It won’t have escaped many people’s attention that the UK has been battered by a series of particularly vicious weather systems recently.
In Reading, where I am professor of climate science at the University, nearly 160 millimetres of rainfall fell over the three-week period between December 15th and January 5th, about a quarter of our annual expected rainfall.
And there has been a range of serious impacts from the severe weather, including damaging gales and properties flooded by rivers that have burst their banks following sustained and heavy rainfall.
Huge waves have battered the coastline where storm surges created by a series of deep low pressure systems and strong winds blowing over thousands of kilometres combined with high tides.
My research looks at how much we can expect greenhouse gases to warm the earth this century and what that means for rainfall patterns worldwide. How the UK’s recent weather fits in with what we understand about the climate system and how it’s changing are important questions for scientists like me.
So are the recent storms unusual? What’s causing them and can we expect to see more of them in the future?
Unusual but not unprecedented
Day to day changes in the weather we see in the UK are dominated by the passage of high and low pressure systems.
Low-pressure systems, in which the air is rising, cooling and condensing moisture as clouds, generally bring unsettled and wet weather.
Source: Met Office
On Christmas Eve, scientists’ instruments measured a near-record low pressure in Stornoway in Scotland. At 936.8 millibars, it was the lowest pressure recorded for 127 years.
However, while unusual, the storminess is not unprecedented. In fact, the many interconnected factors that cause our weather patterns lead to stormy periods every 10 to 20 years or so. For example, the last time as much rain fell in three weeks in Reading was during the Autumn 2000 flooding event.
Each set of events is not usually linked to any specific, single phenomena – it’s just the nature of our weather in the UK. But why has it been particularly stormy in the UK recently?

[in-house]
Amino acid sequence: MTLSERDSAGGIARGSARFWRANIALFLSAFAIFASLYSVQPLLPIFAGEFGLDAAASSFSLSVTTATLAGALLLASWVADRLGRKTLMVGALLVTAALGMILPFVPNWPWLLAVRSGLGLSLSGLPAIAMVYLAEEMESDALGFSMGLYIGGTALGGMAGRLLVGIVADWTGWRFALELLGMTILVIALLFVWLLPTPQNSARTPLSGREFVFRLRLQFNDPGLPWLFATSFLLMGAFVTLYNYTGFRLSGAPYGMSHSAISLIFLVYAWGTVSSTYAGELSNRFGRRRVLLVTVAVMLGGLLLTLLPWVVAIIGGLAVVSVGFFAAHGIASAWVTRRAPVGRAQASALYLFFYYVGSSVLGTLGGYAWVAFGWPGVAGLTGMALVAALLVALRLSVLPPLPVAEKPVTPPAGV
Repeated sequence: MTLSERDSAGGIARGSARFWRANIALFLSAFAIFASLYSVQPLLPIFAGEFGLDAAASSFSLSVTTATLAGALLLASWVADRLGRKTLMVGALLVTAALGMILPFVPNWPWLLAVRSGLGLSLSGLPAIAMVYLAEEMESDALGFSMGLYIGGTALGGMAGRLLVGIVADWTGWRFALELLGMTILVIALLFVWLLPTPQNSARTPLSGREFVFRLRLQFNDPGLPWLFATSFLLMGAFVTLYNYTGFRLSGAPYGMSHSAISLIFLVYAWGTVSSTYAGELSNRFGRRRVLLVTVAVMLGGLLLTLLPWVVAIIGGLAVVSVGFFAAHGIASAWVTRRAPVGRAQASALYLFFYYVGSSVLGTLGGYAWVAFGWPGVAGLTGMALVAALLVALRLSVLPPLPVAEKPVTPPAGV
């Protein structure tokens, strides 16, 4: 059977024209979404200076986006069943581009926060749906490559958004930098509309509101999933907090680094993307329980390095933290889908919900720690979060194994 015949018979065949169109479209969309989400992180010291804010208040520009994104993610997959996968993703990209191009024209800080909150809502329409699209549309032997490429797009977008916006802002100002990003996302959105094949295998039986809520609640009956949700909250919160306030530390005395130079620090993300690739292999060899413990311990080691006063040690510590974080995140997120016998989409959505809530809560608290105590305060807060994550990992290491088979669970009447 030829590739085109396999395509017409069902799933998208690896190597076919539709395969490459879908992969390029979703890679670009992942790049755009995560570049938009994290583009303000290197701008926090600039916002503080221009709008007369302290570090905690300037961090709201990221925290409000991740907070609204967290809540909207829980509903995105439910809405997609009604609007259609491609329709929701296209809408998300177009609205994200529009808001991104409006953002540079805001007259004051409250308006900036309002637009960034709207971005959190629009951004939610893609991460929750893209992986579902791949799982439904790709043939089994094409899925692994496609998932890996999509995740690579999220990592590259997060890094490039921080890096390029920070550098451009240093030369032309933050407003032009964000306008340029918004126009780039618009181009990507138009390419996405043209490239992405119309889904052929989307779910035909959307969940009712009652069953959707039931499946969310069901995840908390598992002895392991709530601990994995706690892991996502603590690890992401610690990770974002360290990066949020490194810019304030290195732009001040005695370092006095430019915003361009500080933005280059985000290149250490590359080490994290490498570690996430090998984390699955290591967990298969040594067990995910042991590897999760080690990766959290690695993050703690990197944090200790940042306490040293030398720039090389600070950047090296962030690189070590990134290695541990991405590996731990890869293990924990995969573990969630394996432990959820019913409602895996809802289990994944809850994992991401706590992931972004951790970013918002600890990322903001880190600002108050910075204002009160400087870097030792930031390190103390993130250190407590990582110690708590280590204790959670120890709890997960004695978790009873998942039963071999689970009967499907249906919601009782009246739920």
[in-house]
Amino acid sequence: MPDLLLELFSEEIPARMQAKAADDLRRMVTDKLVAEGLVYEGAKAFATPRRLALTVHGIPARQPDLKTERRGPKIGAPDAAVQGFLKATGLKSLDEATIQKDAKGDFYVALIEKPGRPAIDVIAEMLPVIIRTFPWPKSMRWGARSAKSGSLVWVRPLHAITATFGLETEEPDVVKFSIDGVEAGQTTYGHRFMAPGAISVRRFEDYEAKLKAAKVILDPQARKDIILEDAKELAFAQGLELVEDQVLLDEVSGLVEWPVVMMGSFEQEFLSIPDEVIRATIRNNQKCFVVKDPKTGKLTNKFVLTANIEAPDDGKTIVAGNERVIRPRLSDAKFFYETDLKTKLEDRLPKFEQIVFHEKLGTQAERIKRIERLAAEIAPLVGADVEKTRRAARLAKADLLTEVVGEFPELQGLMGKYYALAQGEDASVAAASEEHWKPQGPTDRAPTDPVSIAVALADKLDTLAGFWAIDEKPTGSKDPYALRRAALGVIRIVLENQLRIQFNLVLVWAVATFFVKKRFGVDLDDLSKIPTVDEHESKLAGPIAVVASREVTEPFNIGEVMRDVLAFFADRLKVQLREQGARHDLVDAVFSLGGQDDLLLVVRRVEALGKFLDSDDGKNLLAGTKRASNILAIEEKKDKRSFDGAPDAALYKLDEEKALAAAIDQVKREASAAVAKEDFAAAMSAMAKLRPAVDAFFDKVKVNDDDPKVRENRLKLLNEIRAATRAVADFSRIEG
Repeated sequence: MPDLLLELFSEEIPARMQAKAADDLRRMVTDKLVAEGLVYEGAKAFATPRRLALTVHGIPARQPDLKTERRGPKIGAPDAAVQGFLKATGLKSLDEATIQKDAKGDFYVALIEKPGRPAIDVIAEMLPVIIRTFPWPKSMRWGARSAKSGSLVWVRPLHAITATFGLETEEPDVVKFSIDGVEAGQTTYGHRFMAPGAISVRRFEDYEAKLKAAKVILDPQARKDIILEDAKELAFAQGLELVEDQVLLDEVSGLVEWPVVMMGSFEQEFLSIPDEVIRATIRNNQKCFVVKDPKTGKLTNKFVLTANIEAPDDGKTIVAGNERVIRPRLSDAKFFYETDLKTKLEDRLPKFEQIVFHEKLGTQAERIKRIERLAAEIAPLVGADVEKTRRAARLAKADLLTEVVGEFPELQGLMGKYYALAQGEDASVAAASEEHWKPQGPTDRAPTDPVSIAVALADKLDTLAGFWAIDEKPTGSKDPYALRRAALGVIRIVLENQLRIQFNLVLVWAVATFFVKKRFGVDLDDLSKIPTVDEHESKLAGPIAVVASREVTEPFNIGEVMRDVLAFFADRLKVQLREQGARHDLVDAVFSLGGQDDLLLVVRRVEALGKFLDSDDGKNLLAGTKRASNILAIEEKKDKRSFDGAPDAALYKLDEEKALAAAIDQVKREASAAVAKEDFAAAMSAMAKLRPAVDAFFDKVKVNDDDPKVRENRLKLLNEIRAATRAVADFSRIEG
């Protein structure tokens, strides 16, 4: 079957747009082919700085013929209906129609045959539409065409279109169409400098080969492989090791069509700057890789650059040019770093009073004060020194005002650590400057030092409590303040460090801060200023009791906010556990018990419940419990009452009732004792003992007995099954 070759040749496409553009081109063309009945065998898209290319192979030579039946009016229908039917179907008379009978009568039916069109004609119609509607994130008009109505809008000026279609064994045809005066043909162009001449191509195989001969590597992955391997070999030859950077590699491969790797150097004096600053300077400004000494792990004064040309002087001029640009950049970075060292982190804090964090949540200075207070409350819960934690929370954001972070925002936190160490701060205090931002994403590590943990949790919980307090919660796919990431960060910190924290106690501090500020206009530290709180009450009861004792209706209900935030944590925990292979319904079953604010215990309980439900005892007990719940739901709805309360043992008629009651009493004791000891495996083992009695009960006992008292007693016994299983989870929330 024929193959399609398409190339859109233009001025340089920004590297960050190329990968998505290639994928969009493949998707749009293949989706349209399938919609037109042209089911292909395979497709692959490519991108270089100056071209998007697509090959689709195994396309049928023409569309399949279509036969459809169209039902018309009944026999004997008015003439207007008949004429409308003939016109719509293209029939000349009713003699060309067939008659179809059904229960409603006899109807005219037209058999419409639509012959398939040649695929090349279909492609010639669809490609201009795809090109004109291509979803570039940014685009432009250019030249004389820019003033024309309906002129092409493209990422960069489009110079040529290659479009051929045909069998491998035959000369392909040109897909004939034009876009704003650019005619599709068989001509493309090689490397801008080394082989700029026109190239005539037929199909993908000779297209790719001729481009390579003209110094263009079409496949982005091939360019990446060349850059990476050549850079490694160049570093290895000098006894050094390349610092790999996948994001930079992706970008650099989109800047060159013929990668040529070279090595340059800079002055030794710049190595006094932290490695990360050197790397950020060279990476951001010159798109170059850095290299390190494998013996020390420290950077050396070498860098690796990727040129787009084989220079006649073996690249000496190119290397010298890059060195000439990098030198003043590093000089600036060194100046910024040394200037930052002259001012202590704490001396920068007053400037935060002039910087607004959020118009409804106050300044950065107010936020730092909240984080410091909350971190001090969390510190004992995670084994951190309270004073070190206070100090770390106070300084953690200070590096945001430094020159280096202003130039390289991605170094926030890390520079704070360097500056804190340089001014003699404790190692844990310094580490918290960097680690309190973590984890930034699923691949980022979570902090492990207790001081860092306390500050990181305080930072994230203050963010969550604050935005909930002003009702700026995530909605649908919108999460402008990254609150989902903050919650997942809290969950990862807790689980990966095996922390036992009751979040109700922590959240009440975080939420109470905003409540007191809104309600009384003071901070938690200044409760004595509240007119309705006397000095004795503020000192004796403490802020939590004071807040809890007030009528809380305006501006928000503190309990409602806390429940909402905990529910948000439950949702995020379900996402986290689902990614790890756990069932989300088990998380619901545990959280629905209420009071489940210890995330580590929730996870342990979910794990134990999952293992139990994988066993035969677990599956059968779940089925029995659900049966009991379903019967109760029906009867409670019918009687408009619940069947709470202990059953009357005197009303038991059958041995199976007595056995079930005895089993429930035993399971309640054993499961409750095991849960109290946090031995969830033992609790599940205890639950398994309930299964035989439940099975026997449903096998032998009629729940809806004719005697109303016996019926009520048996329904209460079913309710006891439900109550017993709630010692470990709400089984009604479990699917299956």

The Jet Stream and winter storminess
The usual suspect is the jet stream, a rapidly moving ribbon of air many kilometres above our heads. It’s the jet stream that helps generate and propagate storms from west to east around the middle latitudes of the northern hemisphere, where the UK sits.
The jet stream exists because of the marked contrast in temperature from the warm sub-tropics to the cold sub-Arctic regions. This, combined with the spin of the Earth, leads to the jet stream.
In winter, when the Arctic loses its sunlight completely for weeks on end and cools down rapidly, the temperature contrast is at its highest. That’s why we anticipate a stronger jet stream and more storms in the UK during winter time.
This winter conditions have been somewhat unusual, though. The jet stream has been particularly strong, with estimated winds of over 350 km per hour. Why? To some extent, this is down to a stronger than usual temperature contrast, with cooler-than-average water in the North Atlantic to the east of Newfoundland and warmer-than-average water to the south.
You can see the difference in the map below, where red is warmer water and blue is cooler water.
As the Met Office explained in a blog post last week, another factor affecting the passage of the jet stream is events in the tropics. A narrow band of fast moving winds over the equator is currently in a phase that acts to make our own jet stream stronger, bringing more vigorous storms our way.